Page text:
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Tis the Season to be Anticonsumerist!

by Lisa Morgan (follow)
A writer who also reads waaaay too much.
Planet Friendly (2)     
Anti-consumerism. Courtesy of Wikimedia Commons

There is something to be said for being a tight-fisted Scrooge over the holiday season, particularly when the world is so invested in making consumerism a fundamental part of celebrating.

Leading up to holidays, it is extremely hard to avoid being saturated with advertisements encouraging consumerism in some way, shape, or form. Buy more is the underlying motto, because if you donít, youíre a Scrooge or a Grinch.

Anyone can take a strong stand against consumerism, needless waste, and capitalism by reviewing their own celebratory rites and substituting them in for ones which are more Earth-friendly and people-friendly. Letís take a look at some of these.

The rite of gift exchange.

There are a number of factors involved in the giving of gifts. The expectation is that you need to buy gifts for all the important people in your life, wrap them up, and at the time of celebration, exchange these gifts, unwrap them, and throw away the wrapping.

Instead of buying, collect and make gifts.
Make your own wrapping paper, boxes, or bagsÖ or forego wrapping altogether.
Gift it forward - everyone only buys/makes one gift for one assigned person. It can be made into a game eg. Secret Santa.
Scrub the gift exchange rite and replace it with something else, for example a family/friend cricket day.

The rite of celebratory eating.

There are often special meals and favourite foods enjoyed over the holiday season, with many people celebrating with various foods on the actual celebration day, leading to food wastage, leftovers, overeating, and sluggish sleeps in the afternoons.

A traditional Polish Christmas dinner. Courtesy of Wikimedia Commons.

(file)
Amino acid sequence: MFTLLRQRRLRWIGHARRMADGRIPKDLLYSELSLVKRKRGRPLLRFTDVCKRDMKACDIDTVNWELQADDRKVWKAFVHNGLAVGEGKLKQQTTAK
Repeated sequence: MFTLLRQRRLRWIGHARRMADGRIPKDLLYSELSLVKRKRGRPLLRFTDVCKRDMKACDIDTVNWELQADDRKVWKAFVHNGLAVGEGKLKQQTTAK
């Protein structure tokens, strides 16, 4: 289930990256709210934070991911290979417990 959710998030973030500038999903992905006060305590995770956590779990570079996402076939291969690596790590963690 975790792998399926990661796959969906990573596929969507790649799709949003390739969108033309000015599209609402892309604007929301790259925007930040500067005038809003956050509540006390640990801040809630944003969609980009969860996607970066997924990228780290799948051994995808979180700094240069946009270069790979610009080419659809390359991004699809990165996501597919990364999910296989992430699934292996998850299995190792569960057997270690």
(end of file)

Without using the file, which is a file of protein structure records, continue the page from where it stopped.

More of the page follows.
Spread out celebratory foods over a few days like you would meal plan for a week.
Make food in smaller amounts if variety is the flavour of the day.
Eat for the season and climate which you live in.
Everyone brings one plate only.
Instead of focusing on a mealtime as a celebratory rite, focus on an activity and have food on the sidelines.

The rite of family/friend hopping

This is when people end up celebrating more than once. Some families will end up celebrating two or three times in one day with family or friends. More gifts are needed, more food is needed, and there is less time to enjoy the day.

Politely decline invitations and celebrate once.
Have one big celebration by merging families and friends
Spread out visits over the season if the purpose is to catch up with friends and family.

The rite of polite niceties

Candy canes, holiday cards, chocolate eggs, thank-you cards and so on are given out to family, friends, acquantinces, teachers and so on. It is considered terribly wude of you to not engage.

Send emails instead. At least e-mail spam only takes up inbox space and a personís time.
Announce it on a box with a megaphone - thank everyone loudly for their contributions and wish them all a good holiday.